Peter Noordhoek: To row or not to row
Peter Noordhoek, a member of the Dutch Christian-Democratic Party (CDA), looks at some of the lessons to be learnt about policy co-ordination from the grammar schools debate and his experience in the Netherlands.
It had been a few weeks since the last time I visited ConservativeHome. Here in the Netherlands I had been occupied by the election for our new Party Chairman (always interesting to have two candidates fighting for the soul of the party, especially if your own candidate comes through on top). Coming back to my favourite British site, I had some problems adjusting this time. Something big had obviously happened, but what was it all about? Grammar Schools? It was hot in Holland too, but does this mean that the silly season had already arrived in Britain?
After some reconsideration, it seems to me that there is a good reason why so many are so serious about it. Somehow you like to see it as some test of David Cameron’s ability to lead his party in a new direction. How this row can be mentioned by some in the same breath as the Clause IV action by Tony Blair is still beyond me, but then of course I have never been subject to the British school system.
What is clear to me is that somehow David Cameron did lose some support of those he thought would support him. The leader of the band noticed too late that some people in the band had stopped playing the right tune. Well, well.
I look at the events within the Conservative Party from the perspective of someone who with his own party has gone through the desert of opposition back to power again. Some things worked for us, the Christian-Democratic party in the Netherlands, and others did not. The thing that worked best for us in opposition, was developing a strong policy platform and turning that into a solid base for all other policy initiatives and the one sure thing our party leader could always fall back on.
I think an enormous lot has happened on the policy front since Cameron came to the fore, but based on the evidence of this row, there is still some fine tuning to do. If I read it correctly, there are three sources of policy.
First of all there is Built to Last as a mission statement. I really like to read about the responsibility revolution that should take place. You have read our time wisely.
Then there are the policy initiatives as developed in campaigns and platforms within the party itself. The initiative on social justice stands out most, but there are many others that are worthwhile.
Third there are the day to day policy announcements, of which you have a surprising lot and which are served up not only by the party leader, but also by other frontbenchers. They are part of the perpetual tennis match between the Conservatives and the politicians on the other side. It looks like the ball on grammar schools was brought into play by one of your own and called out by one of your own. This seems to me an interesting but not very regular way to play tennis.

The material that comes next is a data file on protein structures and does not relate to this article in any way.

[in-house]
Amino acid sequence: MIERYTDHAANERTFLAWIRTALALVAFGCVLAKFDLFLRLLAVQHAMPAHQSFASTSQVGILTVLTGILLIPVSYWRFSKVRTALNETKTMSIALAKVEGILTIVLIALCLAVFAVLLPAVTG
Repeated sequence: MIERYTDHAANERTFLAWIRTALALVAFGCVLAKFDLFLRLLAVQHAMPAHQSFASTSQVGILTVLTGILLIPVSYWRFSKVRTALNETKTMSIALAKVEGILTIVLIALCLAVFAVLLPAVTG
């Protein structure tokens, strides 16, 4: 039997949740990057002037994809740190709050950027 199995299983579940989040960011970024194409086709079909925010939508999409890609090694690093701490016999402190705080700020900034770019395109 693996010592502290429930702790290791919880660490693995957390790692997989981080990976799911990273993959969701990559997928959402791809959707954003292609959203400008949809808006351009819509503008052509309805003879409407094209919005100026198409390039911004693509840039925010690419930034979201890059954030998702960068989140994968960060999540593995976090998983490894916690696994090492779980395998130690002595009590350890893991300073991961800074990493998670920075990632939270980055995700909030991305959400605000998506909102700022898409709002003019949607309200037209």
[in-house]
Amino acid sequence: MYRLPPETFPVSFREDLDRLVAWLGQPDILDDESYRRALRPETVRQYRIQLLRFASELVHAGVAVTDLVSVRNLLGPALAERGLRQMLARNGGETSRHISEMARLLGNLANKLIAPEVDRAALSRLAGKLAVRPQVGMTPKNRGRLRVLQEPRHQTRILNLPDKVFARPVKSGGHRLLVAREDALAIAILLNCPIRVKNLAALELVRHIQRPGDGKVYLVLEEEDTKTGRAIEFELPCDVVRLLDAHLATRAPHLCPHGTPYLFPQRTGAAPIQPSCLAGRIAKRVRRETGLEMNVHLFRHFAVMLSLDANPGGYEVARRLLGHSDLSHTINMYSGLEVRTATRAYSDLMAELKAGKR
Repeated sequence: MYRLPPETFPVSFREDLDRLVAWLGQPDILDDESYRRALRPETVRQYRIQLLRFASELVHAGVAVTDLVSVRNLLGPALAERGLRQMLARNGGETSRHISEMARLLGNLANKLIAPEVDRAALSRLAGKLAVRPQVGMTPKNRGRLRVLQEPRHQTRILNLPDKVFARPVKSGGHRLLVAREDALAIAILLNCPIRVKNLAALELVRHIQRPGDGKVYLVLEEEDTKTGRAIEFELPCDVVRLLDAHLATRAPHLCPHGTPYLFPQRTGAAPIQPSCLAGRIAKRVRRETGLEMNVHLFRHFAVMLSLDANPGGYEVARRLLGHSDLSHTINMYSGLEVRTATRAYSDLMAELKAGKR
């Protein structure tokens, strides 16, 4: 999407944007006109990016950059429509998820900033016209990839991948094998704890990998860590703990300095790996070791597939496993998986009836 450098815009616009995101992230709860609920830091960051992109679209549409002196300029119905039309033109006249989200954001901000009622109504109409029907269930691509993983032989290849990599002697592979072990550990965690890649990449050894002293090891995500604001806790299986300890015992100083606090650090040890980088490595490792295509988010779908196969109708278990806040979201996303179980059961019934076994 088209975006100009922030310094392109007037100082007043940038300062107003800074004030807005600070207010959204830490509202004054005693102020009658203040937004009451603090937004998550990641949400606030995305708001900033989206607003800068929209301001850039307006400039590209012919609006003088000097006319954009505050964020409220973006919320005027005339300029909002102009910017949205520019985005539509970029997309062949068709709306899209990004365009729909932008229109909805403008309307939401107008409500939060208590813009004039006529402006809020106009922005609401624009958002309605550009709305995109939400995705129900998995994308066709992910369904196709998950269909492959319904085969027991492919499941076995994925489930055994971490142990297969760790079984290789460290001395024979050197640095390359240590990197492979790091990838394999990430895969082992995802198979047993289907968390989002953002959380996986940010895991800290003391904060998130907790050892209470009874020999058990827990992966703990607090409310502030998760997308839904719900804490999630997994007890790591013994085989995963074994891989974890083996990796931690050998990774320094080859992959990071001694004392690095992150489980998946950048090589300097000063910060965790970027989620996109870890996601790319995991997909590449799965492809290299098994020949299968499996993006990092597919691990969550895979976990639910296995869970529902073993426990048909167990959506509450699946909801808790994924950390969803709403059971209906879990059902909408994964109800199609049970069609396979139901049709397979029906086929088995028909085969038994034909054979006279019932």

The question is this: do these three line up? Compared to what I think is a solid base for returning to power, my answer is: no, not yet. Partly because this is still a work in progress. The midterm review shows that much progress is made, but it is more than work that still needs to be done. The connection between Built to Last and the different policy initiatives is there on a conceptual level but not yet on an intuitive level.
The real vulnerability seems to me to be between the policy initiatives and the day to day initiatives. In our party we have a Scientific Institute that is responsible for all basic policy initiatives, aided and supported by a great many party members. The institute stays away from the day to day politics, but it is very clear where the long term strategy is developed. It is no accident that our party leader and now prime minister used to work for this institute and that the director of the institute is the first writer of the electoral platform. The prime minister and the head of the institute are together the main custodians of our mission statement and the policies that flow from it.
In our party it is therefore not very likely that a position can be taken on a certain aspect of the education policy that has not been discussed first in one of the policy platforms connected to the Scientific Institute. Members of the Parliament are usually part of these discussions. Should something happen anyhow, as can be the case of course, there is always a line to fall back on, keeping the need for improvisation to a minimum.
In your party things work differently from ours and that is probably for the better. So I do not think you should follow our example to the letter. But I do suggest that you put in an extra effort to align the different policy efforts. You should all row together, and not row from row to row, if I may play with your language for a moment.
More seriously: David Cameron should not be brought into a position that he has to clarify as a leader what should have been clear already as a matter of party policy. A leader leads best when the followers can lead themselves.